Susan Moss Cooper Captures Dallas Weddings “En Plein Air”
Susan Moss Cooper is the local wedding painter de rigueur. But don’t expect stately bride and groom portraits: her delicate impressionistic renderings evoke the feeling of a wedding, while also capturing the subtle decorative elements that made it special—think floral arrangements, tablescapes, ceremony or reception venue details—all captured in an interpretive wedding landscape.
There’s a reason for her unconventional style. As a young girl, she would paint with her grandmother, Leola Moss. Born in 1909, her grandmother had a curious mind and romantic soul. “Even though she didn’t have much money, she traveled all over the world, taking her paints with her,” says Cooper. Moss was a fixture in the Dallas art scene in the 1940s who instilled in her granddaughter a love for the Texas landscape and en plen air painting. Today, Cooper has pioneered the event painting movement in Dallas (and perhaps even Texas). While the practice may be of another era, it’s trending. In the era of iPhones, oil on canvas paintings are a breathe of fresh air.
The idea of painting weddings came about organically. A groom approached her before his wedding at the Fort Worth Club: “He had an idea of surprising his bride with a painting. I had never heard of it before, but I was up for the challenge,” says Cooper. Since the painting was meant to be done in secret, Cooper was perched from a hidden position, capturing details from afar.
The day of the wedding, she’ll set up her canvas, easel, and paints a few hours before so she can get begin to capture the environment. Sometimes, during the night, she’ll snap photographs with her phone of guests who the bride and groom want to include. By the end of the night, the canvases are “really loose and painterly,” she says. She’ll complete the painting back in her studio.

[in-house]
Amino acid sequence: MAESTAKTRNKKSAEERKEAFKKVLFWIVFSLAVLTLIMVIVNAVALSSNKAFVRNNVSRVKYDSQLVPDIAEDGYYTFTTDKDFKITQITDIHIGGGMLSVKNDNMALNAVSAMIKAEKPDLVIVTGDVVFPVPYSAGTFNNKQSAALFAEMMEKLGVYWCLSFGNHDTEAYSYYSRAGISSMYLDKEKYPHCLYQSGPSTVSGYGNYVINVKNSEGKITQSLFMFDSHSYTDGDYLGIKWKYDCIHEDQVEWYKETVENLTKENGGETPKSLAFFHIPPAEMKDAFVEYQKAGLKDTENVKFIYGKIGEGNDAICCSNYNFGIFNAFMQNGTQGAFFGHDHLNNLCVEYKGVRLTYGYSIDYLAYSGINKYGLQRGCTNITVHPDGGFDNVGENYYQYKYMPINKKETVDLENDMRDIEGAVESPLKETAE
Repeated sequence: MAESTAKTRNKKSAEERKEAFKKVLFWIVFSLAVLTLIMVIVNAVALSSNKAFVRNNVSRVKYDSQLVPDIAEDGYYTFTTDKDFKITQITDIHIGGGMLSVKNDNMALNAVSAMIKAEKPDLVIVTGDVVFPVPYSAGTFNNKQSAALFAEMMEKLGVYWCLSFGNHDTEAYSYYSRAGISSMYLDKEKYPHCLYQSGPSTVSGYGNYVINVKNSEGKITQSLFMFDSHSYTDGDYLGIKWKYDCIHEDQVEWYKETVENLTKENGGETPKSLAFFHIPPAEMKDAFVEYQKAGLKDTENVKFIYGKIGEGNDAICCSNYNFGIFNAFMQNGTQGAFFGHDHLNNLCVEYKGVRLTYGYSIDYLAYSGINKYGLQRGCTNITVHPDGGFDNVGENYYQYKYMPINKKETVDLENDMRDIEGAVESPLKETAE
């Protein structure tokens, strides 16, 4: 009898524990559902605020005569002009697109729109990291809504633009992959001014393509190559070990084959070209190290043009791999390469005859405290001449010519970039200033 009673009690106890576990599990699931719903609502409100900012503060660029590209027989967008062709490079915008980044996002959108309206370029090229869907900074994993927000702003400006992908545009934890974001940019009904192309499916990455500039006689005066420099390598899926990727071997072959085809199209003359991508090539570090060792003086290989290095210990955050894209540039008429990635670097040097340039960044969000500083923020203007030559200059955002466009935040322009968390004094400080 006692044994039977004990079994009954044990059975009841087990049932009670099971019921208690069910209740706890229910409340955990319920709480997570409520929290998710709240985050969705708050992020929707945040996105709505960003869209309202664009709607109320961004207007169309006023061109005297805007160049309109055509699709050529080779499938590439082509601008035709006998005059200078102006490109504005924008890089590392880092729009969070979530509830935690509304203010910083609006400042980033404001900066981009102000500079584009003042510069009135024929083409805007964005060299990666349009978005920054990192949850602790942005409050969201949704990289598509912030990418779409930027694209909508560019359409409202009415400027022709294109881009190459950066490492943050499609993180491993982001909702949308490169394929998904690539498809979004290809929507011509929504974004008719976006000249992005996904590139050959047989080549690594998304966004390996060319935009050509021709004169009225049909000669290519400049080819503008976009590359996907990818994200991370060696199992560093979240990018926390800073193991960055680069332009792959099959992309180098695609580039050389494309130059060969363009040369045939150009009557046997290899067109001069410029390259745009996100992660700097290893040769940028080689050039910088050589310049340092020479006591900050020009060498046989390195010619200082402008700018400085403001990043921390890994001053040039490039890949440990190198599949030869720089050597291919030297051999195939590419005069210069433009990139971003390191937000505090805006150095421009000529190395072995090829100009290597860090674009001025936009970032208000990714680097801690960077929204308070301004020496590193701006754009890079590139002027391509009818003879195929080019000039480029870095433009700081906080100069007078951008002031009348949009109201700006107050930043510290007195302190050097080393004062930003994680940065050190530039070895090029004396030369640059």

I asked Cooper what she does to stay inspired, and her answers were close to what I imagine her grandmother’s would have been. “I don’t travel to France and Spain as much as I used to, but I love driving through the countryside in Texas and the view from my house on White Rock Lake.”
She also loves Instagram. “With the internet, you can go anywhere!” she says. She follows artists and interior designers for visual inspiration. “As for artists, I love to follow Lindsey Meyer, Taeylor Fisher, and Brenda Bogart. In terms of interior designers, Emily Summers, Jan Showers, and Amy Berry are a few.”
It takes a bit of old and new to make any artist relevant. While her art may be traditional, her practice and influences are anything but.
Paintings start at $2,195.